Photographed along Massachusetts Route 3 in Plymouth, Massachusetts – August 2019
Volvos of this era are getting really cheap in these parts. What things should potential buyers look out for?
For the P2/P3s: Avoid the 6 cylinders, they and the transmission the 6 cylinders were paired with are more problematic.The 5 cylinder turbo with the Aisin Warner box is what you want.
Timing belt change, first and foremost. Signs of overheating/headgasket issues. Look for oil leaks. Rear main seal will leak if the PCV system gets clogged. The clogged PCV system will also cause oil in the spark plug wells and/or pop the dipstick.
Around 150k, expect to change the ignition coil packs and plugs.
North of 150k, the suspension bushings in the front will wear and then clunk.
It is also not unusual to have to replace the right side drive axle because the carrier bearing will begin to fail and you’ll get a vibration that is really bad around 60mph. It is a quick and easy job to replace.
Overall, look for consistent, regular oil changes and the usual used car stuff.
Daniel Stern may berate me, but the taillight design on these strikes me as a convoluted mess.
My camera was too slow a few days ago to catch the Midwestern equivalent, a pair of nearly identical Ford Escapes, each painted a real color.
What’s to berate? Volvo’s taillamps of that era were perfectly functional, but kind of chopped-salad lookin’: busy, as though hastily thrown together rather than thoughtfully planned.
At least they all had proper turn signals, unlike many of Volvo’s present American-market offerings.
There are two identical silver Toyota Ravs 4 in my complex (both from out of state to boot) but every time I walk over to get a picture either one has gone or they’re both gone. Rarely are they actually parked together.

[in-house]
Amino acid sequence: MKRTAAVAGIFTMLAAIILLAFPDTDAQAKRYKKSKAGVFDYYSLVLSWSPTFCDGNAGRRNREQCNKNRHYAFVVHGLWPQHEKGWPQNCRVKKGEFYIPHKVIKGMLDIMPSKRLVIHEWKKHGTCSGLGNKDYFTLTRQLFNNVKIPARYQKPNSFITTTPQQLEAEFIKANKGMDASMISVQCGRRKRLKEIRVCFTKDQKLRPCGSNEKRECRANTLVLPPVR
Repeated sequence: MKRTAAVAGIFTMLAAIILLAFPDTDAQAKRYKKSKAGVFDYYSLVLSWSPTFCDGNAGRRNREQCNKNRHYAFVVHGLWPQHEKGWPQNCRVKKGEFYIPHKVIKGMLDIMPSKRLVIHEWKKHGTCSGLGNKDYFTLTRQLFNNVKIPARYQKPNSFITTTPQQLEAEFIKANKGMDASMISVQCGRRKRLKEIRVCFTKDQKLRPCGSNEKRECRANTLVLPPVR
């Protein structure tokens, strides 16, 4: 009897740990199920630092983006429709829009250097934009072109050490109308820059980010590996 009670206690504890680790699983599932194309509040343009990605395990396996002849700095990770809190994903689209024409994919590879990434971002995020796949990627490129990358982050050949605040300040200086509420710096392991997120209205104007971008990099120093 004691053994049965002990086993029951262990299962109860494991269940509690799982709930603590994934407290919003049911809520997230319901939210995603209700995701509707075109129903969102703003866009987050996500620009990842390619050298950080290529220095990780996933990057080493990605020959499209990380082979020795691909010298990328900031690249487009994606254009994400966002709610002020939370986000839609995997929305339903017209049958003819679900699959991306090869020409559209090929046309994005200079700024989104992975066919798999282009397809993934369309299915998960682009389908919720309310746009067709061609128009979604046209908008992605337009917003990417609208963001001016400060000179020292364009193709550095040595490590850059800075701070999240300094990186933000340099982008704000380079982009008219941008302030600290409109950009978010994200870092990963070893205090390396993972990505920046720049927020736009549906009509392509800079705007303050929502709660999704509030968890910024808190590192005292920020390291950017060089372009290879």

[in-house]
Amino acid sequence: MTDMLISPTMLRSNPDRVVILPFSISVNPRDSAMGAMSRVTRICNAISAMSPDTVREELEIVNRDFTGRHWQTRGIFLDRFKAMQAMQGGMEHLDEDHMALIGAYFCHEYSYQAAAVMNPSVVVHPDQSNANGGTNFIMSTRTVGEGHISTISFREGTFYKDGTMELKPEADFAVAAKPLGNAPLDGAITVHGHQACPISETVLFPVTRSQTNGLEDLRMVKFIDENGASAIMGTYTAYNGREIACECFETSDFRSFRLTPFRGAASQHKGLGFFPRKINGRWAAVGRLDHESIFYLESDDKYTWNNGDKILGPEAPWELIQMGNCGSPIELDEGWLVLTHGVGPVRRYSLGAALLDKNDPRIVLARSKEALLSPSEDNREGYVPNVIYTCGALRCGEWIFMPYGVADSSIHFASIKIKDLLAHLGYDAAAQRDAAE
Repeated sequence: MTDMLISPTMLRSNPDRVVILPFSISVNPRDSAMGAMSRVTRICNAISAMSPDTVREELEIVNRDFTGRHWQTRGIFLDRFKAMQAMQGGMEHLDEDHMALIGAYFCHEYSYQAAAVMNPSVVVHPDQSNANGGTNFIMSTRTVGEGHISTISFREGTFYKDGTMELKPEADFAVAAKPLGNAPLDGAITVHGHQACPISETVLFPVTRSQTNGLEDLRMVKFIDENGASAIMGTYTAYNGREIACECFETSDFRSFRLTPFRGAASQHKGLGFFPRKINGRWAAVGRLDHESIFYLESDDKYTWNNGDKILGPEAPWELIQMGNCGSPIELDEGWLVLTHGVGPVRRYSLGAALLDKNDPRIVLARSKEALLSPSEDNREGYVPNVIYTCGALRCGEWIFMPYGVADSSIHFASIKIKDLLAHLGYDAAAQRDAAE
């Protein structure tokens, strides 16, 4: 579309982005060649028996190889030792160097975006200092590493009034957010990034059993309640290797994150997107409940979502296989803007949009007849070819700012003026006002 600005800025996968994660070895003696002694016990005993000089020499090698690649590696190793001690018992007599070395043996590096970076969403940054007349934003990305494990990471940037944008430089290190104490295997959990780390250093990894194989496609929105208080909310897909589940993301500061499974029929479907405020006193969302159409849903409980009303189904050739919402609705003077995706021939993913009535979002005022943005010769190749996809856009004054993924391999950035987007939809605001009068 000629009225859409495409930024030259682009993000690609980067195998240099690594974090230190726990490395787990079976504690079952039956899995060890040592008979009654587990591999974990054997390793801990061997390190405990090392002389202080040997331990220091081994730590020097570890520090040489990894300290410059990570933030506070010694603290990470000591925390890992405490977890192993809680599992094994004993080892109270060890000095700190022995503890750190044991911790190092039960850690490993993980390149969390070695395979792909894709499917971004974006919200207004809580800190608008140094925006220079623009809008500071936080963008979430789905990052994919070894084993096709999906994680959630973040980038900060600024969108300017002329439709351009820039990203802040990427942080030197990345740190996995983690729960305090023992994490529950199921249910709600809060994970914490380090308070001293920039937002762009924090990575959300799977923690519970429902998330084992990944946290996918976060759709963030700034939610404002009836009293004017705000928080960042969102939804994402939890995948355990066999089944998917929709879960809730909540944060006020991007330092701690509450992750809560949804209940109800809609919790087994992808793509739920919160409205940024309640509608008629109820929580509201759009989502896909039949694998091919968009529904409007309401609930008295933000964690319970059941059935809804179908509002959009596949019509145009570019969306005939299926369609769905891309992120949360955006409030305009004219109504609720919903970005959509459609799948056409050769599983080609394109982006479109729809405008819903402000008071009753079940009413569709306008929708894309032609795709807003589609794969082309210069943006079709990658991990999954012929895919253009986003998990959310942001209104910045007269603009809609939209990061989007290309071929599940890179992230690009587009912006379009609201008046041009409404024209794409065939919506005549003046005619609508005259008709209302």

Sharp car spotters catch these happy coincidences. So many people wouldn’t even notice, or care.
When I was really young, I used to be so embarrassed when a near identical car passed whatever my dad was driving. Now it’s pretty cool.
Not just car spotters should notice this phenomenon. My high school driver’s ed teacher taught us to look out for the possibility of two identical cars near each other. “Oh, I’ll accelerate and change lanes as soon as that gray Pinto that’s next to me shows up in my rear view mirror. OK, there it is. “ CRASH!! “Oops, that was a different gray Pinto.” (Changed Volvo to Pinto to reflect the fact I took driver’s ed in 1972).
One of my best friends drives a C30. I love that car’s Dynaudio stereo, and being a T5, it’s fast. As such, every day after work on the drive home I play “the Volvo game” (spot at least 3). I almost always do, even if mostly the XC’s. Yes, I’m weird like that.
Nicely spotted. There are so many volvos in New England. They’re well made and durable. My 01 Volvo V70 has 308,000 miles still on original auto trans and motor.
I like to think that even non-car people notice these things. Almost every car I’ve driven is old (or unpopular) enough to be an uncommon sight on the road and it’s always a delight to approach an identical model (yes, I sometimes go out of my way to cruise alongside them too) and I imagine the people in other cars may remark to themselves or a passenger “Hey – they have the same cars!” I don’t know why I get suck a kick out of this phenomenon.
Nice. I am in Wyoming. I almost never see a Volvo wagon or any Volvo – well maybe once a year here.
No Volvo car dealer anywhere in Wyoming so I don’t expect to see many. They’re a cool idea and look great but they might as well be Peugeots, Alfas or from Mars for me.
I’d like to have a gutsier Volvo 940 or 960 wagons though. They are so purposeful looking; just wish they had a Ford V-8 in front when I test drove a couple at the Volvo dealer in Fort Collins several decades ago. A bit too wimpy for the mountain west – I thought back then. Still do.
Should have driven the T6. That would certainly change your definition of “wimpy”
The 5 cylinder Turbos are way gutsier than a 940 or 960. These cars are almost 4500 pounds and will MOVE!
My 2007 2.5T is way quicker than my 2002 325 wagon was.
The interior is chintzier, though. The BMW looked great at 17 years old. The interior of my V70 has had some plastic bits fall off. I blame Ford ownership, since my 1995 850 Turbowagon was solid!
I drive a 98 V70 and I love it the only thing I wish mine was a t5 instead of a glt but I’m happy with it anyway
I love em ❤️ this is my third Volvo
Your email address will not be published. Required fields are marked *
Notify me of follow-up comments by email.
Notify me of new posts by email.
This site uses Akismet to reduce spam. Learn how your comment data is processed.
About Arras WordPress Theme
Copyright 2011 - 2021 Curbside Classics. All Rights Reserved.